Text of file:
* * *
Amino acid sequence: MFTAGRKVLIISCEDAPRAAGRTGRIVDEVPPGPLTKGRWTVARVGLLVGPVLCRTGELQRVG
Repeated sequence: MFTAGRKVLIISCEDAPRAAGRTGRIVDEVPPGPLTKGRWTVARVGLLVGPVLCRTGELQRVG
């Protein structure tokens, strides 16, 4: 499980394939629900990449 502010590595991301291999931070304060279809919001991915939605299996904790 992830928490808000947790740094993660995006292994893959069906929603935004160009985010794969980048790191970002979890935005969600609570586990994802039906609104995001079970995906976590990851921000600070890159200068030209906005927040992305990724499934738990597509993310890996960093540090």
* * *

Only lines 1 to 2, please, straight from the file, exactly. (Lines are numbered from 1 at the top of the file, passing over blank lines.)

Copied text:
Amino acid sequence: MFTAGRKVLIISCEDAPRAAGRTGRIVDEVPPGPLTKGRWTVARVGLLVGPVLCRTGELQRVG
Repeated sequence: MFTAGRKVLIISCEDAPRAAGRTGRIVDEVPPGPLTKGRWTVARVGLLVGPVLCRTGELQRVG